Kamyakarma, Kāmyakarma, Kamya-karma: 2 definitions
Kamyakarma means something in Hinduism, Sanskrit, Marathi. If you want to know the exact meaning, history, etymology or English translation of this term then check out the descriptions on this page. Add your comment or reference to a book if you want to contribute to this summary article.
Vaishnavism (Vaishava dharma)Source: Pure Bhakti: Bhagavad-gita (4th edition)
Kāmyakarma (काम्यकर्म) refers to “fruitive activities”. (cf. Glossary page from Śrīmad-Bhagavad-Gītā).
Vaishnava (वैष्णव, vaiṣṇava) or vaishnavism (vaiṣṇavism) represents a tradition of Hinduism worshipping Vishnu as the supreme Lord. Similar to the Shaktism and Shaivism traditions, Vaishnavism also developed as an individual movement, famous for its exposition of the dashavatara (‘ten avatars of Vishnu’).
Languages of India and abroad
Marathi-English dictionarySource: DDSA: The Molesworth Marathi and English Dictionary
kāmyakarma (काम्यकर्म).—n (S) A work or deed not obligatory, but performed for the sake of some reward attached to performance: opp. to nityakarma & naimittikakarma.Source: DDSA: The Aryabhusan school dictionary, Marathi-English
kāmyakarma (काम्यकर्म).—n A work not obligatory but performed for the sake of some reward attached to the performance of it.
Marathi is an Indo-European language having over 70 million native speakers people in (predominantly) Maharashtra India. Marathi, like many other Indo-Aryan languages, evolved from early forms of Prakrit, which itself is a subset of Sanskrit, one of the most ancient languages of the world.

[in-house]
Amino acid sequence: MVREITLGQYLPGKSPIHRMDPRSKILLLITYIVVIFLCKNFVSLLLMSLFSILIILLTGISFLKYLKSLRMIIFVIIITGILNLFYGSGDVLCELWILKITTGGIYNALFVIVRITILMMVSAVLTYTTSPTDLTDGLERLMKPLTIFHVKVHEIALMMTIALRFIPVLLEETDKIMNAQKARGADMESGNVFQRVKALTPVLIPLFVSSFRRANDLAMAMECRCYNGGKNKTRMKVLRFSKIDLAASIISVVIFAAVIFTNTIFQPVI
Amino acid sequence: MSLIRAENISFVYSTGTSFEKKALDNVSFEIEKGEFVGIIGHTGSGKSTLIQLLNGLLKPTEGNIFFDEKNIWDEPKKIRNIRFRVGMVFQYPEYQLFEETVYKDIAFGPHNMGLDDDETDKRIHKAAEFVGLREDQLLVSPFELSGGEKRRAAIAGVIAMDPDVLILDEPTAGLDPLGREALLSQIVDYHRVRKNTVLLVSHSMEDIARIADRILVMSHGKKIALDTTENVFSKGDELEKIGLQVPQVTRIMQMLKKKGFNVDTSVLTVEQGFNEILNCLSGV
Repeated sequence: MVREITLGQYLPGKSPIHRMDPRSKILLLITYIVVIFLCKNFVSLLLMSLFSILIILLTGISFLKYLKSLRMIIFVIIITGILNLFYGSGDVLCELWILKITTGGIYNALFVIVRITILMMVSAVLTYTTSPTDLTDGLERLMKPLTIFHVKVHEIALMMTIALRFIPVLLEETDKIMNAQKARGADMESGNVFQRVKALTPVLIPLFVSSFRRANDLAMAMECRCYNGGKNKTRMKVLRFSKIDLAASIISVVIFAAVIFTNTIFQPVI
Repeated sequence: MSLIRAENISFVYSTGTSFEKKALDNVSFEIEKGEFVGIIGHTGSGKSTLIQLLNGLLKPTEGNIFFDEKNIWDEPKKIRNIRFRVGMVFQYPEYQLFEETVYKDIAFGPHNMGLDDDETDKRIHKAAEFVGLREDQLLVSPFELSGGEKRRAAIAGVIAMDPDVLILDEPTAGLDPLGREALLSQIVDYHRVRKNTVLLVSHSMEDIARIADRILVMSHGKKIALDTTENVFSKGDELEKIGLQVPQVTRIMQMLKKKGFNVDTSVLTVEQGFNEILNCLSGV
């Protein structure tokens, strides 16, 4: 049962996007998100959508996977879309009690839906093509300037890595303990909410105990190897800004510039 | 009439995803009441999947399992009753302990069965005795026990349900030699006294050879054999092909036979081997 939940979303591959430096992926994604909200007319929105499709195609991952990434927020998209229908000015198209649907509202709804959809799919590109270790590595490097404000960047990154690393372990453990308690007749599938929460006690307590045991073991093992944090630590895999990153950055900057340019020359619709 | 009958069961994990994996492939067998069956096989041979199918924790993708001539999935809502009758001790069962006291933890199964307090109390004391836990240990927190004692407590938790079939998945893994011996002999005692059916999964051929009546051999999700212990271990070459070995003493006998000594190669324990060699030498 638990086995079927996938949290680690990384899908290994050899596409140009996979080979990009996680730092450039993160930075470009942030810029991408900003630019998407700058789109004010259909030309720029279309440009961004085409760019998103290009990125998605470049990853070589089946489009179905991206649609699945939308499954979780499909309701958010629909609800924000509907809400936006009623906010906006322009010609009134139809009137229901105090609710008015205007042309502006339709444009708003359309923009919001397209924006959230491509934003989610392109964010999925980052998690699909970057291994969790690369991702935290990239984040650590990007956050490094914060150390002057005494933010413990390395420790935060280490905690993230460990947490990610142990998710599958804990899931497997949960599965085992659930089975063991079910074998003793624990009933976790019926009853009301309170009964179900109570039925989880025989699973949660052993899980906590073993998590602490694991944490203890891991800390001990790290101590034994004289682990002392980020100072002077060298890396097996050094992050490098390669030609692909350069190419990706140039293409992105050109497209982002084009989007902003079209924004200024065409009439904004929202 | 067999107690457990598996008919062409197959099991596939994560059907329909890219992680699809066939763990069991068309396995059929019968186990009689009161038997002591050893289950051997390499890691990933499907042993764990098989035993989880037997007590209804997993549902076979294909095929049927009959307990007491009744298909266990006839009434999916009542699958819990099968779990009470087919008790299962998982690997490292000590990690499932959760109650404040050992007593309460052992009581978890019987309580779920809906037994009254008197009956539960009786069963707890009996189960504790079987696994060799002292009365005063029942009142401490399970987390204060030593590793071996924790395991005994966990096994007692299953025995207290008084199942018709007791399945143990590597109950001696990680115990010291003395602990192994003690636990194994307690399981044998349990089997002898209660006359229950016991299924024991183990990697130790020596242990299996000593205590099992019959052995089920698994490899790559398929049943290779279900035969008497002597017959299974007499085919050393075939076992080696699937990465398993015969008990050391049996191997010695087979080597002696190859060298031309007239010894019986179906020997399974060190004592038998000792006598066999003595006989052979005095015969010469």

See also (Relevant definitions)
Starts with: Kamyakarman.
Search found 14 books and stories containing Kamyakarma, Kāmyakarma, Kamya-karma, Kāmya-karma; (plurals include: Kamyakarmas, Kāmyakarmas, karmas). You can also click to the full overview containing English textual excerpts. Below are direct links for the most relevant articles:
The Devi Bhagavata Purana (by Swami Vijñanananda)
Shrimad Bhagavad-gita (by Narayana Gosvami)
Verse 4.12 < [Chapter 4 - Jñāna-Yoga (Yoga through Transcendental Knowledge)]
Verse 2.49 < [Chapter 2 - Sāṅkhya-yoga (Yoga through distinguishing the Soul from the Body)]
Verse 18.5 < [Chapter 18 - Mokṣa-yoga (the Yoga of Liberation)]
Brahma Sutras (Shankara Bhashya) (by Swami Vireshwarananda)
Bhajana-Rahasya (by Srila Bhaktivinoda Thakura Mahasaya)
Brihad Bhagavatamrita (by Śrīla Sanātana Gosvāmī)
A History of Indian Philosophy Volume 1 (by Surendranath Dasgupta)